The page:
When we finally left them, we sailed straight to the island of Cos. The next day we sailed to the island of Rhodes and from there to the city of Patara.
In Patara, we found a ship that was going to Phoenicia, so we went aboard and sailed away.
We could see the island of Cyprus as we passed it on our left and sailed to Syria. We landed at the city of Tyre, where the ship was to unload its cargo.
In Tyre we searched for the disciples. After we found them, we stayed there for seven days. The Spirit had the disciples tell Paul not to go to Jerusalem.
When our time was up, we started on our way. All of them with their wives and children accompanied us out of the city. We knelt on the beach, prayed,
and said goodbye to each other. Then we went aboard the ship, and the disciples went back home.
Our sea travel ended when we sailed from Tyre to the city of Ptolemais. We greeted the believers in Ptolemais and spent the day with them.
The next day we went to Philip's home in Caesarea and stayed with him. He was a missionary and one of the seven men who helped the apostles.
Philip had four unmarried daughters who had the ability to speak what God had revealed.
After we had been there for a number of days, a prophet named Agabus arrived from Judea.
During his visit he took Paul's belt and tied his own feet and hands with it. Then he said, "The Holy Spirit says, 'This is how the Jews in Jerusalem will tie up the man who owns this belt. Then they will hand him over to people who are not Jewish.'"
When we heard this, we and the believers who lived there begged Paul not to go to Jerusalem.
Then Paul replied, "Why are you crying like this and breaking my heart? I'm ready not only to be tied up in Jerusalem but also to die there for the sake of the Lord, the one named Jesus."
When Paul could not be persuaded, we dropped the issue and said, "May the Lord's will be done."
After that, we got ready to go to Jerusalem.
Some of the disciples from Caesarea went with us. They took us to Mnason's home, where we would be staying. Mnason was from the island of Cyprus and was one of the first disciples.
When we arrived in Jerusalem, the believers welcomed us warmly.
The next day Paul went with us to visit James. All the spiritual leaders were present.
After greeting them, Paul related everything God had done through his work with non-Jewish people.
When the spiritual leaders heard about everything, they praised God. They said to Paul, "You see, brother, how many thousands of Jews are now believers, and all of them are deeply committed to Moses' Teachings.
But they have been told that you teach all the Jews living among non-Jewish people to abandon Moses. They claim that you tell them not to circumcise their children or follow Jewish customs.
What should we do about this? They will certainly hear that you're in town.
So follow our advice. We have four men who have made a vow to God.
Take these men, go through the purification ceremony with them, and pay the expenses to shave their heads. Then everyone will know that what they've been told about you isn't true. Instead, they'll see that you carefully follow Moses' Teachings.
"[To clarify this matter,] we have written non-Jewish believers a letter with our decision. We told them that they should not eat food sacrificed to false gods, bloody meat, or the meat of strangled animals. They also should not commit sexual sins."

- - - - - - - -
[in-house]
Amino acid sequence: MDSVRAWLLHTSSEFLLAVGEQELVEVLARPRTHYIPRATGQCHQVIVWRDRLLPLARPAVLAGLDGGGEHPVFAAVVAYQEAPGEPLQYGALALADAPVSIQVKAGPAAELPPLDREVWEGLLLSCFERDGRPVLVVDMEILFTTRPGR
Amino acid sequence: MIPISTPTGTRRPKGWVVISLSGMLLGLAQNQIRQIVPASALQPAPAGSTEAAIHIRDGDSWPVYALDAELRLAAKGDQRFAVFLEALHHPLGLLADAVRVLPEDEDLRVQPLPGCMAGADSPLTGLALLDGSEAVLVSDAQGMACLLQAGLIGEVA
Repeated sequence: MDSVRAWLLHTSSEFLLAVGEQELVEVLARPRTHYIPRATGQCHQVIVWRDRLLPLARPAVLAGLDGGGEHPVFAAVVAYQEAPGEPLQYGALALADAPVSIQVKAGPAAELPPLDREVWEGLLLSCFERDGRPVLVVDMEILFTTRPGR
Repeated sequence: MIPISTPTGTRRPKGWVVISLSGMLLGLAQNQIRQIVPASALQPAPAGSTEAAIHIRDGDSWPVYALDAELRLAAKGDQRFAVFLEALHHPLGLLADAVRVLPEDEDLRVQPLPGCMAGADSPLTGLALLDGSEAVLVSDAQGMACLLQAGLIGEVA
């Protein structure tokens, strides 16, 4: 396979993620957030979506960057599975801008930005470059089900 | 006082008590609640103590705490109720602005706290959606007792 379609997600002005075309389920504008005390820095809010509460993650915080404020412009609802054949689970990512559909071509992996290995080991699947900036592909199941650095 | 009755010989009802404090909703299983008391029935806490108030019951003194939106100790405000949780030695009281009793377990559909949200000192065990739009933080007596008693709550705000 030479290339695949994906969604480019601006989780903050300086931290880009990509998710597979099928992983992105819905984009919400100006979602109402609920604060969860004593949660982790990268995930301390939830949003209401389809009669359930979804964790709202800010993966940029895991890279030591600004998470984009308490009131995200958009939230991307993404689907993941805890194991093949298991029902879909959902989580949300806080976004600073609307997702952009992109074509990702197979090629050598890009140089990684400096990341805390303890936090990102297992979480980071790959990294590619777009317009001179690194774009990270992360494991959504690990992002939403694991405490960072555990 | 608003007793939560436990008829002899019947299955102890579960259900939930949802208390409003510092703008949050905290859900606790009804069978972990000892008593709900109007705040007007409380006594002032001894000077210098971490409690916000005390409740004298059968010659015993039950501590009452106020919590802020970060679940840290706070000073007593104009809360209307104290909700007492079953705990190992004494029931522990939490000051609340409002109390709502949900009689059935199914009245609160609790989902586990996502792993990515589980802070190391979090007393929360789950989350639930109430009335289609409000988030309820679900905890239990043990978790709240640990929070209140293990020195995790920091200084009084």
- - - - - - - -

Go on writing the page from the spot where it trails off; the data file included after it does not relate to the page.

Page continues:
The next day, Paul took the men and went through the purification ceremony with them. Then he went into the temple courtyard to announce the time when the purification would be over and the sacrifice would be offered for each of them.
When the seven days were almost over, the Jews from the province of Asia saw Paul in the temple courtyard. They stirred up the whole crowd and grabbed Paul.
Then they began shouting, "Men of Israel, help! This is the man who teaches everyone everywhere to turn against the Jewish people, Moses' Teachings, and this temple. He has even brought Greeks into the temple courtyard and has made this holy place unclean."
They had seen Trophimus from Ephesus with him in the city earlier and thought Paul had taken him into the temple courtyard.
The whole city was in chaos, and a mob formed. The mob grabbed Paul and dragged him out of the temple courtyard. The courtyard doors were immediately shut.
As the people were trying to kill Paul, the officer in charge of the Roman soldiers received a report that all Jerusalem was rioting.
Immediately, he took some soldiers and officers and charged the crowd. When the crowd saw the officer and the soldiers, they stopped beating Paul.
Then the officer went to Paul, grabbed him, and ordered him to be tied up with two chains. The officer asked who Paul was and what he had done.
Some of the crowd shouted one thing, while others shouted something else. The officer couldn't get any facts because of the noise and confusion, so he ordered Paul to be taken into the barracks.
When Paul came to the stairs of the barracks, the crowd was so violent that the soldiers had to carry him.
The mob was behind them shouting, "Kill him!"
As the soldiers were about to take Paul into the barracks, he asked the officer, "May I say something to you?" The officer replied to Paul, "Can you speak Greek?
Aren't you the Egyptian who started a revolution not long ago and led four thousand terrorists into the desert?"
Paul answered, "I'm a Jew, a citizen from the well-known city of Tarsus in Cilicia. I'm asking you to let me talk to the people."
The officer gave Paul permission to speak. So Paul stood on the stairs of the barracks and motioned with his hand for the people to be quiet. When the mob was silent, Paul spoke to them in the Hebrew language.